Rainbow Six Siege recently had its big invitational coinciding with the release of some Australian content.
The prize pool was the largest yet for the game which consisted of a total of $2 million (USD) part of which came from the community. Better yet the Australian group FNATIC managed to place in the top eight for the competition securing $80,000.
We had some prominent members in the scene answer some questions about the game, the competition, and the state of Australian esports.
I asked these pros what drew them to Rainbow Six Siege in the first place. In a world populated with so many different kinds of FPS I wanted to know why they’d choose this one over things like Fortnite, COD, Overwatch, or CS:Go.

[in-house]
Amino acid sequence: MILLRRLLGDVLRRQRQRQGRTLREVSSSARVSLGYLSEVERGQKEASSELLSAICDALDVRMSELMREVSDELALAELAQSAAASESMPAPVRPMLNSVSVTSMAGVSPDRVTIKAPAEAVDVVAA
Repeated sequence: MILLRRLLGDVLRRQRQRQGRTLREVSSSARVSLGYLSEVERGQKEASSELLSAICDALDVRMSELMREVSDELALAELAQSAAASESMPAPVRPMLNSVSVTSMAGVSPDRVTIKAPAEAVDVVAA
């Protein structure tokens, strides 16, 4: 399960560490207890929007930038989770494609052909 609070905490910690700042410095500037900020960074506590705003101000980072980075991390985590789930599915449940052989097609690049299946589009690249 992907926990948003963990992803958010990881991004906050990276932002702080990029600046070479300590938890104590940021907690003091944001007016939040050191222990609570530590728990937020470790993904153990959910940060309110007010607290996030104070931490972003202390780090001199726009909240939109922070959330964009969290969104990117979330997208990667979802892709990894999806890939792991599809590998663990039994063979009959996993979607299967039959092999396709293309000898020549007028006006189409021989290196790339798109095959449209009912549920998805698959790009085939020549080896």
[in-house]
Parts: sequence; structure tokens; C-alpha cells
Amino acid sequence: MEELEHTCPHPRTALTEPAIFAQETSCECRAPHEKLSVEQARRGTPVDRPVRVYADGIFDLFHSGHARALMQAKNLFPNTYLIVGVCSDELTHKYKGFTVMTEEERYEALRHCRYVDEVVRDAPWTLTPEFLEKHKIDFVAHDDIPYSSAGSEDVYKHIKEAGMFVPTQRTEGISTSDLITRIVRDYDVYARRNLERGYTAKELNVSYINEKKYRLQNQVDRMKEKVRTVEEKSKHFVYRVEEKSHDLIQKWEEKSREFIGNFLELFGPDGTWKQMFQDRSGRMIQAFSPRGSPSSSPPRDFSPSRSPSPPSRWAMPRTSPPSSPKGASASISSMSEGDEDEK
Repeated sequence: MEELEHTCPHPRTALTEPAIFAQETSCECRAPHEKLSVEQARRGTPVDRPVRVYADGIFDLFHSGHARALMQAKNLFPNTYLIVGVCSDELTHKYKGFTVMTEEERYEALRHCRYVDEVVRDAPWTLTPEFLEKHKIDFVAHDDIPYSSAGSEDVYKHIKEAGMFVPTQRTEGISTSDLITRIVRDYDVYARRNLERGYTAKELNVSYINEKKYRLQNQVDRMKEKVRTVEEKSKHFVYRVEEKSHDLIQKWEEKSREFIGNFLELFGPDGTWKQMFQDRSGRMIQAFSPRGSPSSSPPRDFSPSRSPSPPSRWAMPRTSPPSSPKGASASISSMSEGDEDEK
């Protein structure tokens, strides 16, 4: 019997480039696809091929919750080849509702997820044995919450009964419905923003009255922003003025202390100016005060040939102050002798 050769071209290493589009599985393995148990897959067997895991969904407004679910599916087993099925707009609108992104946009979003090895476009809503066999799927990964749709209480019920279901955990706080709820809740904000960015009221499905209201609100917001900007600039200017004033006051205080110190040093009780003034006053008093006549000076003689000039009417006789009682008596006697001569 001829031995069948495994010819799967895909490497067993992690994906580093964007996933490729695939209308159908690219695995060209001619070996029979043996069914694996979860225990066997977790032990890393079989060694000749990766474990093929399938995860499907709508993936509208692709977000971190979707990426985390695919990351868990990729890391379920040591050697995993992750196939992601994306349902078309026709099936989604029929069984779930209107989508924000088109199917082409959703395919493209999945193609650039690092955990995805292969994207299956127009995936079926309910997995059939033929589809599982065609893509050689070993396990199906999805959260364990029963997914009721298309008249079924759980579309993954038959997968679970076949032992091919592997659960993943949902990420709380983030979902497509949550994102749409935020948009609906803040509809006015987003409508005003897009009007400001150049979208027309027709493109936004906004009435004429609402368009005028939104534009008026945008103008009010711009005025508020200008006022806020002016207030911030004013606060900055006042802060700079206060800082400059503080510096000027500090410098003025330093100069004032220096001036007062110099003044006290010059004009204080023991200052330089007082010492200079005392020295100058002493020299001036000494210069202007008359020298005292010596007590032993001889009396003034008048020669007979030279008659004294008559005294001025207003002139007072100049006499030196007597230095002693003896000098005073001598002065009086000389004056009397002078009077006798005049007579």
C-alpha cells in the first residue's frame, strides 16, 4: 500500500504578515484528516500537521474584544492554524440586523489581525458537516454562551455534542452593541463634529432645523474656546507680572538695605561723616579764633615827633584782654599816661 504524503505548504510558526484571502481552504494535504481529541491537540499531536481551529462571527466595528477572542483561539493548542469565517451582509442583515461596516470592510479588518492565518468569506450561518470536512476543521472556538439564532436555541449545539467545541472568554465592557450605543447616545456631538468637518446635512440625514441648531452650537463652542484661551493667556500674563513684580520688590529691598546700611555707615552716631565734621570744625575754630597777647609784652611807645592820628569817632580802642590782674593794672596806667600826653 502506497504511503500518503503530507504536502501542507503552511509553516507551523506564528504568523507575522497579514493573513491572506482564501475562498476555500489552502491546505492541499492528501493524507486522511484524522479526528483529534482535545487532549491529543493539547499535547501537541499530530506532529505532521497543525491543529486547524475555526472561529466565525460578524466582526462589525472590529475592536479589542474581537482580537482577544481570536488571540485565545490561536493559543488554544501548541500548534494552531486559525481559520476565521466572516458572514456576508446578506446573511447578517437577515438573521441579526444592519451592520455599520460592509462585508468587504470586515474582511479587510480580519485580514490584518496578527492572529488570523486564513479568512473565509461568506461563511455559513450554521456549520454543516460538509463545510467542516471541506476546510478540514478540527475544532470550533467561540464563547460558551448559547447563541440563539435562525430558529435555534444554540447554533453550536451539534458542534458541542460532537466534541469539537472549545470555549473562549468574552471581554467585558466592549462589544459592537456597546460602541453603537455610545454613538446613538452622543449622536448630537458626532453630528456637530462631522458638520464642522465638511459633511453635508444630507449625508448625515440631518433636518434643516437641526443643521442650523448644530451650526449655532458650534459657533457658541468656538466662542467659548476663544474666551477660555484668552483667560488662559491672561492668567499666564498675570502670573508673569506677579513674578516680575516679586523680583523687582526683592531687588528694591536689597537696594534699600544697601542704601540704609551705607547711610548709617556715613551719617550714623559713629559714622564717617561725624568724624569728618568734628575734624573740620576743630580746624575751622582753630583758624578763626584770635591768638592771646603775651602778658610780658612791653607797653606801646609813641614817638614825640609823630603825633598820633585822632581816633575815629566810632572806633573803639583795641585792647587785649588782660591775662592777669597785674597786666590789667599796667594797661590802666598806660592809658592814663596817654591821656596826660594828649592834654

The general consensus is that this game is more about strategy than inherent mechanical skill. Coaches Jayden ‘Dizzle’ Saunders from Fnatic and Uyen Pham from Mindfreak both agreed that strategy and team coordination play a key roll in Siege which can make it more accessible.
From a player perspective, Kaya ‘Loona’ Omori cited the depth of the game as opposed to other more straight forward shooters.
“Siege has many layers of details to it which you need to learn about compared to Call of Duty for example where I came from. Destructible maps, audio queues, differing utility, armour versus speed, and most importantly team play.”
Loona explained, adding “Unlike CS:GO the strategies are very flexible and some things will work on some maps or against certain teams, so teams always need to be able to adapt on the fly and really know what to do.”